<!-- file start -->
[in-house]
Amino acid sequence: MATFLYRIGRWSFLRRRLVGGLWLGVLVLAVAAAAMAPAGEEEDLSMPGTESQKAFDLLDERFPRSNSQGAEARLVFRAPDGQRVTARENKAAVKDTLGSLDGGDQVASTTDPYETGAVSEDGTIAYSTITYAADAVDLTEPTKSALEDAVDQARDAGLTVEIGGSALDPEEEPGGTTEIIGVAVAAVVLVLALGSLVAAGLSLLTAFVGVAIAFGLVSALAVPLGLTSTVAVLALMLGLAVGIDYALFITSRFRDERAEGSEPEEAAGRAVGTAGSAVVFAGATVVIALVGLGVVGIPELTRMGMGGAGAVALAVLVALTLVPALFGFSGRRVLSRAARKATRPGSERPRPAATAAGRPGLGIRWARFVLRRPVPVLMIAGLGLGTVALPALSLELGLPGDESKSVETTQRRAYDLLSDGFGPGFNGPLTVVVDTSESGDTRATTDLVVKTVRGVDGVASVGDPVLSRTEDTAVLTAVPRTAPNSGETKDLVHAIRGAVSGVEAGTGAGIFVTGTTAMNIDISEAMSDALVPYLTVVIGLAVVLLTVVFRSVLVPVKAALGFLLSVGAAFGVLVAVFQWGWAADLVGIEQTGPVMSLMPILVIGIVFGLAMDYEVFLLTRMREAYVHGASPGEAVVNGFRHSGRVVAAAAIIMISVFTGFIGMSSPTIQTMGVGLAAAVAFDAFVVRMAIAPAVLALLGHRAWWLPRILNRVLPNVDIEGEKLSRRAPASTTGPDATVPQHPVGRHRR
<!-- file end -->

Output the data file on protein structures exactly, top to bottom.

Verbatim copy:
[in-house]
Amino acid sequence: MATFLYRIGRWSFLRRRLVGGLWLGVLVLAVAAAAMAPAGEEEDLSMPGTESQKAFDLLDERFPRSNSQGAEARLVFRAPDGQRVTARENKAAVKDTLGSLDGGDQVASTTDPYETGAVSEDGTIAYSTITYAADAVDLTEPTKSALEDAVDQARDAGLTVEIGGSALDPEEEPGGTTEIIGVAVAAVVLVLALGSLVAAGLSLLTAFVGVAIAFGLVSALAVPLGLTSTVAVLALMLGLAVGIDYALFITSRFRDERAEGSEPEEAAGRAVGTAGSAVVFAGATVVIALVGLGVVGIPELTRMGMGGAGAVALAVLVALTLVPALFGFSGRRVLSRAARKATRPGSERPRPAATAAGRPGLGIRWARFVLRRPVPVLMIAGLGLGTVALPALSLELGLPGDESKSVETTQRRAYDLLSDGFGPGFNGPLTVVVDTSESGDTRATTDLVVKTVRGVDGVASVGDPVLSRTEDTAVLTAVPRTAPNSGETKDLVHAIRGAVSGVEAGTGAGIFVTGTTAMNIDISEAMSDALVPYLTVVIGLAVVLLTVVFRSVLVPVKAALGFLLSVGAAFGVLVAVFQWGWAADLVGIEQTGPVMSLMPILVIGIVFGLAMDYEVFLLTRMREAYVHGASPGEAVVNGFRHSGRVVAAAAIIMISVFTGFIGMSSPTIQTMGVGLAAAVAFDAFVVRMAIAPAVLALLGHRAWWLPRILNRVLPNVDIEGEKLSRRAPASTTGPDATVPQHPVGRHRR